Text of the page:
Along with #13, I wonder about GM’s marketing department (and yes, I do come from a marketing background)..However, we don’t really know what goes on at GM internally..They may be doing the best they can based on corporate directives…
    Another problem is that GM has produced mostly junk in the last 40 years or so, and they still had to try to sell it the best they could…Now, that may be changing, especially with the Opel designs that now are creating some competitive designed cars but with American “tweeks” to sell in the US..If this continues, and the quality has really improved, eventually they will win some people back with a decent marketing program…
    It is kind of sad that GM took so long to change things to compete and allowed others to take away their overwhelming market share they enjoyed prior to the ’70′s…Despite the books that have been written about the reasons for this decline, I still don’t understand why management took so long to act..Anyway, you have to feel for the poor marketing group at GM trying to sell Citations, Aztecs, and Cimmerons…They probably did there best with what they had to work with…
    From what I see (of course, as an outsider) in the automotive news, it seems like GM had better find its direction and SOON..Don’t waste this opportunity to market your new cars that people might actually want…It might take a while to win people like me back who have been stung serveral times by your poor quality, but you need to find a marketing path and stay on it…This is the best chance you at GM have had in many years; don’t blow it with poor management and/or marketing plans that you keep changing before people get a chance to “know you again”..

  35. RS Says:

    Enjoy the comments but…”should have” not “should of”. If it needs to be abbreviated, “should’ve”

    Picky, picky, picky!

  36. Kit Gerhart Says:

    “Another problem is that GM has produced mostly junk in the last 40 years or so, and they still had to try to sell it the best they could…”

    Not really. Sure, they had some junk with the X cars and the early J cars, but most of what they’ve had the last 40 years has been competitive, or nearly so, with other products on the market.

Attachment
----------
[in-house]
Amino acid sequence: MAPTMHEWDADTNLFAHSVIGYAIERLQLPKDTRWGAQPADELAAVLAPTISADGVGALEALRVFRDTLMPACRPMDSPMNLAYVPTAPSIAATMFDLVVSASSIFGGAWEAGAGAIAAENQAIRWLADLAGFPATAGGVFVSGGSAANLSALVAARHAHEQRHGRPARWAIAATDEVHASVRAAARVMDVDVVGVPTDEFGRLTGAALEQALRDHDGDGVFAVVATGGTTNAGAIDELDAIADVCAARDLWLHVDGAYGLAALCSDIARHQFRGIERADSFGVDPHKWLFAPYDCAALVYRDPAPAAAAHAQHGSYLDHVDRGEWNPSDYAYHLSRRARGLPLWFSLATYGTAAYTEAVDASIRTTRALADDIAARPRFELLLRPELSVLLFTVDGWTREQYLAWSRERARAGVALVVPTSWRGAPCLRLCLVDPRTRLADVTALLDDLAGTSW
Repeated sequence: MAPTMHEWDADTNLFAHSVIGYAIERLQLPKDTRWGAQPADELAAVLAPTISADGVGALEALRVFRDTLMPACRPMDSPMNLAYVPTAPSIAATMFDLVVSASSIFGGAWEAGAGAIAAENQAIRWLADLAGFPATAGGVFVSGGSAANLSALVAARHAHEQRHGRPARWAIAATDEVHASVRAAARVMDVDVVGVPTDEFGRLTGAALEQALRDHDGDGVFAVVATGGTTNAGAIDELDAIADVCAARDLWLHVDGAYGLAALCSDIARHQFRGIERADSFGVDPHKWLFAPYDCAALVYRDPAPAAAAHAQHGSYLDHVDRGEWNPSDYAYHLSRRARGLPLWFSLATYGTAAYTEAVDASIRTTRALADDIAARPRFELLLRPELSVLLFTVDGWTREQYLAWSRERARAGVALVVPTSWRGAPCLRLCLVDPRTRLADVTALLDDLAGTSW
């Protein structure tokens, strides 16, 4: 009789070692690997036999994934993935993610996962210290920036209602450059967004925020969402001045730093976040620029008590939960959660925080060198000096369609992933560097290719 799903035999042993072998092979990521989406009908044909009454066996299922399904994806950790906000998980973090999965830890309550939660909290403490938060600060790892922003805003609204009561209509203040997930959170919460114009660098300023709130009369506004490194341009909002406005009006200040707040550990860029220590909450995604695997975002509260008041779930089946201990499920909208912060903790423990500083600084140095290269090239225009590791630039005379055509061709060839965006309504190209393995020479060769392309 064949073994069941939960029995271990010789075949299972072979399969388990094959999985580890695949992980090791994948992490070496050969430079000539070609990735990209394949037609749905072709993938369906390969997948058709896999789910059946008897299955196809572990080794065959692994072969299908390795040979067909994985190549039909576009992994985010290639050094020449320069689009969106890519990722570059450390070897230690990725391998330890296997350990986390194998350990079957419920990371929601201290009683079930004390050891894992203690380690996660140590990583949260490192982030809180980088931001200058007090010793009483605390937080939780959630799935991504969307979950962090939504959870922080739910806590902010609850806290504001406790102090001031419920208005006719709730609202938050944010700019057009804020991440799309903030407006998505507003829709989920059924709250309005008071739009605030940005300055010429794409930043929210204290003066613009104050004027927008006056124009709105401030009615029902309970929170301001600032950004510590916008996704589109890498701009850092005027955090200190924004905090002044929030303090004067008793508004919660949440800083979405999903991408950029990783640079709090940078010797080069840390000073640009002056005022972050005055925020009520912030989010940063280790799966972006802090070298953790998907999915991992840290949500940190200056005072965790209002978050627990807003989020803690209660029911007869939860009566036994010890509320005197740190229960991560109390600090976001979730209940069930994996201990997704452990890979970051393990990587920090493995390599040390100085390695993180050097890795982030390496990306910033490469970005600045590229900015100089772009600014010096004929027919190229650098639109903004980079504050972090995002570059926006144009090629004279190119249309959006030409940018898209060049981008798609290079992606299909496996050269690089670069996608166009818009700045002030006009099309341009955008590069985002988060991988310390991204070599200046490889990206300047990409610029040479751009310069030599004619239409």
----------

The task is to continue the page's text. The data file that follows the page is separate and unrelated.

When I worked for GM from 1977-2001, I had a lot of GM cars, and the only one that was a real “lemon” was a first-year J2000. Even the Citation I had was reliable while I had, and, luckily for both of us, was reasonably reliable for the friend I sold it to.

    What GM now has is at least OK, and some is better than just OK. Yeah, their marketing sucks, but maybe that will change with a little advice from PMD. We can hope.

  37. pedro fernandez Says:

    My extended family had Bonneville, Nova, Malibu, Delta 88 and 2 Pontiac midsize (wagon,sedan) and were not bad cars. ’86 Caddy, Bad, my 1980 Xcar, bad, Olds Ahieva, crap, Corsica, super crap. some hits and some misses.

  38. Kit Gerhart Says:

    I had a Beretta that was good while I had it, but I never see them, or Corsicas on the road now, so they must have had some “age related” issues. They made them into the early or mid 90′s, so you should see a few on the road.

    The second generation J cars seem to have been pretty good cars. My friend has had great service from his, with almost 200K miles, and I see a lot of them on the road.

  39. pedro fernandez Says:

    Honestly, Kit this Corsica that was bought second hand by my aunt was a POS, I had never been in a car that size with that rough suspension that made the whole dash feel as if was about to fall off whenever you hit any bump and at the same time had really bad handling. Used a lot of gas and had lethargic acceleration with its 3.1 V6.

  40. G.A.Branigan Says:

    I’ve had really good luck with Chevy 1500 Silverado’s with one exception and that was a new 1995 that was a real pos.Maybe a monday thing….

  41. buzzerd Says:

    @28- Insurance may be expensive where you live but for me it’s pretty cheap for my C6 and I don’t have any idea what you’re talking about when it comes to the “extensive and expensive repairs it takes to keep a Vette on the road” but it sounds l like you don’t either.

  42. pedro fernandez Says:

    #40 G.A. GM trucks and SUV’s are among the most reliable American vehicles, I know a gut who has 4 Silverados for his exterminator business and they’re all good and reliable, only buys Chevy trucks, I also have one neighbor with a Trailblazer and he loves the thing, those GM V8 engines and transmissions are hard to beat.

  43. Dan Clemons Says:

    GM just doesn’t get it when it comes to the Corvette. It’s the only GM car in my garage and will likely be the only GM car in my garage.

    Peter gets it right again!


  44. C-Tech Says:

    @ #17 Let your final rant be your final rant.

    @ #27 Given the simple but refined, strong, and cheap SRA suspension in the Mustang compared to the Camaro, I think the Mustang does just fine.

    @ #28 The cost of maintaining and insuring a Corvette is less than that of a comparable Porsche, Audi, Ferrari, M-B or BMW. I might add the Corvette will probable be more reliable.